Hahnemann, by pure experimentation, discovered the method of helping the healing power of nature and gave the therapeutics genuine curative means and taught how to use and prepare them. And finally was able to state in three words, similia similibus curentur, the relationship that exists between the manifestations of the disease and those of the action of the remedy.

Dr. Perez concludes his chapter by stating that Hahnemann has given to posterity the invaluable bequest of the knowledge of the true action of the remedy and the principle of analogy between the disease and the remedy.

To excite symptoms similar to those that are developed in the organism during disease, is to help and imitate nature in her curative efforts, since morbid manifestations are nothing more than the effort with an instinctive tendency towards the preservation of life.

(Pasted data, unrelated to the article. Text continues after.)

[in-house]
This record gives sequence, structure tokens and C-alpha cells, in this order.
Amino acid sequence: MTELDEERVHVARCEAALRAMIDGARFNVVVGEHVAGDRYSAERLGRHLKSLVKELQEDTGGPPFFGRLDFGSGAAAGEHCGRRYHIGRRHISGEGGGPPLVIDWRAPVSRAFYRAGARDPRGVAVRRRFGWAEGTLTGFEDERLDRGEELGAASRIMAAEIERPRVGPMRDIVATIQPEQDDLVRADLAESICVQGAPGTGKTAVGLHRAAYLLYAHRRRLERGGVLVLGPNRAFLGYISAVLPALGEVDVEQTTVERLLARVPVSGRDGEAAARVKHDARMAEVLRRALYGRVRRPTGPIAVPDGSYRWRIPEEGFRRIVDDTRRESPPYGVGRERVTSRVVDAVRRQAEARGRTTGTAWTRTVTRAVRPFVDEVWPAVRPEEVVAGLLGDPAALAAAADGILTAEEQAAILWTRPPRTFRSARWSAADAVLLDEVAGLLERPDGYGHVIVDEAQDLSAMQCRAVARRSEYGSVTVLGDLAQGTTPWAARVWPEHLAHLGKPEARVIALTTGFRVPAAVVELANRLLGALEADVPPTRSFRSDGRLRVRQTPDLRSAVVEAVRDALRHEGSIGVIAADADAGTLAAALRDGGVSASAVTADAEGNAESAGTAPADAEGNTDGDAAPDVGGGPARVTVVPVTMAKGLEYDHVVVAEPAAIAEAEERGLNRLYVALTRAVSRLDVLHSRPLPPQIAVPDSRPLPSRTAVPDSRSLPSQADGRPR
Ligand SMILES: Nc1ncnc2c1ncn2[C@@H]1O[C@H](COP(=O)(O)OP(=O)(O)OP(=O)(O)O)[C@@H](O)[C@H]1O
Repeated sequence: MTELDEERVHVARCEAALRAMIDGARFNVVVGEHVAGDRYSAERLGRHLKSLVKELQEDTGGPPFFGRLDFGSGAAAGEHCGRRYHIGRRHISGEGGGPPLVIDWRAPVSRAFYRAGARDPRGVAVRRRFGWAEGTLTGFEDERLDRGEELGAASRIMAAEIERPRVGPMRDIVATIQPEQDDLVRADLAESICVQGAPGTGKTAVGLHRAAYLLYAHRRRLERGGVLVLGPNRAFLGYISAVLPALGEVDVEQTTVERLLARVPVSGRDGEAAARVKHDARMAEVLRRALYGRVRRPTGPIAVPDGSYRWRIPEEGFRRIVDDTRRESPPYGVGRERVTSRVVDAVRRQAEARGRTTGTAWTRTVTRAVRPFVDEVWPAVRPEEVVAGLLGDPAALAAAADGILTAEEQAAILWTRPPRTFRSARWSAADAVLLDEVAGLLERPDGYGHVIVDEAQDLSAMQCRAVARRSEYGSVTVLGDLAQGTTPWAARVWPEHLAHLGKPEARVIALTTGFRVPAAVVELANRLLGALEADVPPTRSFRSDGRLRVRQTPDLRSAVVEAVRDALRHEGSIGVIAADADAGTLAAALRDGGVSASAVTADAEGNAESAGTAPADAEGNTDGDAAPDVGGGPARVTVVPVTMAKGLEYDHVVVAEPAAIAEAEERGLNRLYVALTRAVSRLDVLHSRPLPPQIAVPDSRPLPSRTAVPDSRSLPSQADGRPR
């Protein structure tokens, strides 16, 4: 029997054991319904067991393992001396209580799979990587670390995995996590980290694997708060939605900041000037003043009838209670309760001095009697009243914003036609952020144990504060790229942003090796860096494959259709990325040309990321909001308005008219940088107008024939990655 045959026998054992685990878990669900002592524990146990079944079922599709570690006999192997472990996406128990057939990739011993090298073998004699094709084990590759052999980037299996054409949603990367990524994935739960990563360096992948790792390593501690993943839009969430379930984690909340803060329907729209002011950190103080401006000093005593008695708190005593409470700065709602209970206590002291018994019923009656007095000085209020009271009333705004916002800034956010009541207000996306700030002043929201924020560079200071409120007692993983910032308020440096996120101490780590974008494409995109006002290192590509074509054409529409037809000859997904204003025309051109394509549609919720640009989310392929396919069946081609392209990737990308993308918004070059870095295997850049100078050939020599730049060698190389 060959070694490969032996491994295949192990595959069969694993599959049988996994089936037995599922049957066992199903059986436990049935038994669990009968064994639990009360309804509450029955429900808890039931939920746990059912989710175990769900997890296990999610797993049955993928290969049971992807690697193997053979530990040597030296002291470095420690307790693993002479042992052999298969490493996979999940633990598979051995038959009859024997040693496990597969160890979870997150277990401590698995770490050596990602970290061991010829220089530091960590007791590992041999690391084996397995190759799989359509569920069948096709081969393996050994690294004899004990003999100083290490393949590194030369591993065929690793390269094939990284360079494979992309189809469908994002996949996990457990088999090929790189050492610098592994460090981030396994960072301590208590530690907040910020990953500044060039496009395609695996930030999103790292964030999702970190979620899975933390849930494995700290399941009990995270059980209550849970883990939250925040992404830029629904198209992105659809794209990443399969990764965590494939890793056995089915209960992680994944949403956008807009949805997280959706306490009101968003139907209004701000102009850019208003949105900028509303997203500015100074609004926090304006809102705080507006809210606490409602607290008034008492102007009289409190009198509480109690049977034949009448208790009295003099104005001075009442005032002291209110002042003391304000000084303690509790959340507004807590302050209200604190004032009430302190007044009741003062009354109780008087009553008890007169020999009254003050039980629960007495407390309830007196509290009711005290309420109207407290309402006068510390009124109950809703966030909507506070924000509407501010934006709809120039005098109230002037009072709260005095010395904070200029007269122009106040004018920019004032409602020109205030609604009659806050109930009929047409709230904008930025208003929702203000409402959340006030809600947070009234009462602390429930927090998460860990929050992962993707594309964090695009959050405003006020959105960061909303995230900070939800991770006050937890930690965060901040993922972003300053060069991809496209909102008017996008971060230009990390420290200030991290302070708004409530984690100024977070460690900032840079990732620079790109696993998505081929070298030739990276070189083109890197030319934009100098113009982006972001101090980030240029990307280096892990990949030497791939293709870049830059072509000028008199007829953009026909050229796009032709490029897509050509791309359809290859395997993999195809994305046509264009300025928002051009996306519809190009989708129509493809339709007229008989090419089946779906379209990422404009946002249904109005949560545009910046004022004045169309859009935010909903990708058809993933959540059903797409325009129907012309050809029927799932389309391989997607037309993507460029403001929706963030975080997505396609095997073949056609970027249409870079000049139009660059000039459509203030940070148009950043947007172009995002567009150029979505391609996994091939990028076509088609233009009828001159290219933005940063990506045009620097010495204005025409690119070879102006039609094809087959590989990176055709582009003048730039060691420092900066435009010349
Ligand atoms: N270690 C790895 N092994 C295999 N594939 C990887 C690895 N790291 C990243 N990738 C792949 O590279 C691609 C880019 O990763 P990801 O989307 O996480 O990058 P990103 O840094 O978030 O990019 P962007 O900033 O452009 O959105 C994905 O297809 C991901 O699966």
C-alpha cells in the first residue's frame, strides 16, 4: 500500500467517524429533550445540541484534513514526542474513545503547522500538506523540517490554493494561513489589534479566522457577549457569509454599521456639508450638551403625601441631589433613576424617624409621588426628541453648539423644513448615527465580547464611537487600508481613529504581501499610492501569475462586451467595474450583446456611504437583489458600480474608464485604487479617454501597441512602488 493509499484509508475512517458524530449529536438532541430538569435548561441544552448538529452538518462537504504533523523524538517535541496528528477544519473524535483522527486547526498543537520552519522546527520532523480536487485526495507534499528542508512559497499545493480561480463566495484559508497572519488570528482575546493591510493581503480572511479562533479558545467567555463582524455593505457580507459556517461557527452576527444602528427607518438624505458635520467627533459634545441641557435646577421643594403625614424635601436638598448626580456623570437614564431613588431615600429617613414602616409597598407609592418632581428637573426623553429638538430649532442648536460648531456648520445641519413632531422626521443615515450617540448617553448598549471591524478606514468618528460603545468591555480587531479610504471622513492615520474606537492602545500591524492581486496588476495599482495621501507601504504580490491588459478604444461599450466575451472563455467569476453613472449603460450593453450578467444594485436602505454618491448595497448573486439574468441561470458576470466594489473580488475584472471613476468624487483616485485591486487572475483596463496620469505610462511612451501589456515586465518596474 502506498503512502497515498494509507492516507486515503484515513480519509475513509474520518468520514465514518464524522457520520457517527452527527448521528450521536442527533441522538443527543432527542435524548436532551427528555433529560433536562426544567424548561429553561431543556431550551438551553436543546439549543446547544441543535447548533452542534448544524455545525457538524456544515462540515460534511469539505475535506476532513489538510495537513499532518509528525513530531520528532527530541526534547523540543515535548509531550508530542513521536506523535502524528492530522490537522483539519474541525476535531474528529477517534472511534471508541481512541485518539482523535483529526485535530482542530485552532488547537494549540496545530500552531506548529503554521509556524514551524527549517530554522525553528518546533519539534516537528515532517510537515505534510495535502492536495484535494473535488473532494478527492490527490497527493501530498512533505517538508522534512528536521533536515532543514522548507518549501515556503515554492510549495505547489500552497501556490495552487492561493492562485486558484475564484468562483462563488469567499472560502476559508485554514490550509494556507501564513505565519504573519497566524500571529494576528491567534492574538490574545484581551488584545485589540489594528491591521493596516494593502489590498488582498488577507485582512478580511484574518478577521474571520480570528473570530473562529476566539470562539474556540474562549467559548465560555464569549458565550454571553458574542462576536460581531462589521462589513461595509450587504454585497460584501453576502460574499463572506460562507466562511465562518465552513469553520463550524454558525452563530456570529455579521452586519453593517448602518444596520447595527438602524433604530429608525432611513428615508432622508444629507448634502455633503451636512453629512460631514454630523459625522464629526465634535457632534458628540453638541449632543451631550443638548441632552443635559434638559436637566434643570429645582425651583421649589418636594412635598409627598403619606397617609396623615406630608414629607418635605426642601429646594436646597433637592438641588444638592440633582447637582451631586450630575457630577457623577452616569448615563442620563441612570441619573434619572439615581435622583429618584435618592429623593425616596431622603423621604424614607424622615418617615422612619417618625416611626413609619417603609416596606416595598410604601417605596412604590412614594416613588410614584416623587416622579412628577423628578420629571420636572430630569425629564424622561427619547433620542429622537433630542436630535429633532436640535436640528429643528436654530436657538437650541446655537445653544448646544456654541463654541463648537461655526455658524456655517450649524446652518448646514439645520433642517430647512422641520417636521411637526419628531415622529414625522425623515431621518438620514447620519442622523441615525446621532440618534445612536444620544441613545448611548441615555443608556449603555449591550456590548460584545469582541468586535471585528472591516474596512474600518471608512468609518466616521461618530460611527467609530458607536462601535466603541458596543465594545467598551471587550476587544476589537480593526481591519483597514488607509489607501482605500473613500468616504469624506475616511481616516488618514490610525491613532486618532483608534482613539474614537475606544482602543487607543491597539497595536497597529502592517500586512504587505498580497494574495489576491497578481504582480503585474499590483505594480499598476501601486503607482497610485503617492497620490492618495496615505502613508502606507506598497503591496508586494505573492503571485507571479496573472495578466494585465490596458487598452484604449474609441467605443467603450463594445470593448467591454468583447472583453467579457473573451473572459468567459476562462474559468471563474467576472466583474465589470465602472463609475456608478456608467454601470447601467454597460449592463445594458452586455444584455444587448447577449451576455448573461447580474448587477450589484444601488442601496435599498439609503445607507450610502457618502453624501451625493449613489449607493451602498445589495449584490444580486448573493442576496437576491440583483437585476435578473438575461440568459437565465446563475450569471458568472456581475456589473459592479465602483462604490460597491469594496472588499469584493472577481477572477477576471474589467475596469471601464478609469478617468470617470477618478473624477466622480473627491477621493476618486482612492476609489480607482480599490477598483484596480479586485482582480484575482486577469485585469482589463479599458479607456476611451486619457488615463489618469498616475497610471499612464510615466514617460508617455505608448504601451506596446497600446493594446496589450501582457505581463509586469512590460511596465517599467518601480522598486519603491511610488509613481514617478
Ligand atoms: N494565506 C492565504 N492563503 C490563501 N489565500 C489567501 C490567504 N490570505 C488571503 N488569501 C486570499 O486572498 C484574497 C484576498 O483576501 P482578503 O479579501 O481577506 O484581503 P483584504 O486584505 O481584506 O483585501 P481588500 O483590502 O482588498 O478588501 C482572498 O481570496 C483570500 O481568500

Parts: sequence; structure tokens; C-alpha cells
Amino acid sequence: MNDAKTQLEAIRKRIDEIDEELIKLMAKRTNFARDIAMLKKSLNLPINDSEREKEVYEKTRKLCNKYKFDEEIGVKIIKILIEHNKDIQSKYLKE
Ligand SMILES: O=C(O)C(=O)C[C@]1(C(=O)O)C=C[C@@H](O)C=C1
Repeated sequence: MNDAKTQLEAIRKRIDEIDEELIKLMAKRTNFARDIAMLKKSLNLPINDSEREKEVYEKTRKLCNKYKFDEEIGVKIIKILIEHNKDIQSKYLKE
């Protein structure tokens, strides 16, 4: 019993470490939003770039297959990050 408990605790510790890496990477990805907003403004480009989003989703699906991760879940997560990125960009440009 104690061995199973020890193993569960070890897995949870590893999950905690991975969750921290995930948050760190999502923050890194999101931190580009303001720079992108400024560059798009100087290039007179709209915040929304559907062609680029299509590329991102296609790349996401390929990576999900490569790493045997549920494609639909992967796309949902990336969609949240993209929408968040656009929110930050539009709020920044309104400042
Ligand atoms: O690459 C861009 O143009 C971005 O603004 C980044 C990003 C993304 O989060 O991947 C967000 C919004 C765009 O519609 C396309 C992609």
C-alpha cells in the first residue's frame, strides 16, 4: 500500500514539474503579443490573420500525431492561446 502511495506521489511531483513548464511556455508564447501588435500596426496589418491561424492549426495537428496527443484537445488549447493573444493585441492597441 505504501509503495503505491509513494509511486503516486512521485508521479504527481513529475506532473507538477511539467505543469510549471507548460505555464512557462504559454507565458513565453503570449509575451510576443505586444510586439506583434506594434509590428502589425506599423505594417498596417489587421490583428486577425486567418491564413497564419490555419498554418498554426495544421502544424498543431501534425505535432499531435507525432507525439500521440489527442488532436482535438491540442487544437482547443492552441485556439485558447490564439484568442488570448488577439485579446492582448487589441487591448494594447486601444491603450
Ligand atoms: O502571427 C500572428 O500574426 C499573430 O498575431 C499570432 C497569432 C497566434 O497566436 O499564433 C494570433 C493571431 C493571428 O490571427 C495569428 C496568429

The study of homoeopathic philosophy enable us to understand and profit from the knowledge of these laws and principles, and unless we fully understand the healing power of Nature and the truth of the Similia, the application of modern laboratory technique in our daily practice will not suffice to accomplish the “highest and only calling of the physician, that is, the restoration of health to the sick”. A well equipped army will fail to obtain a victory unless the general possesses, besides the knowledge of military tactics, the exact knowledge of the enemy.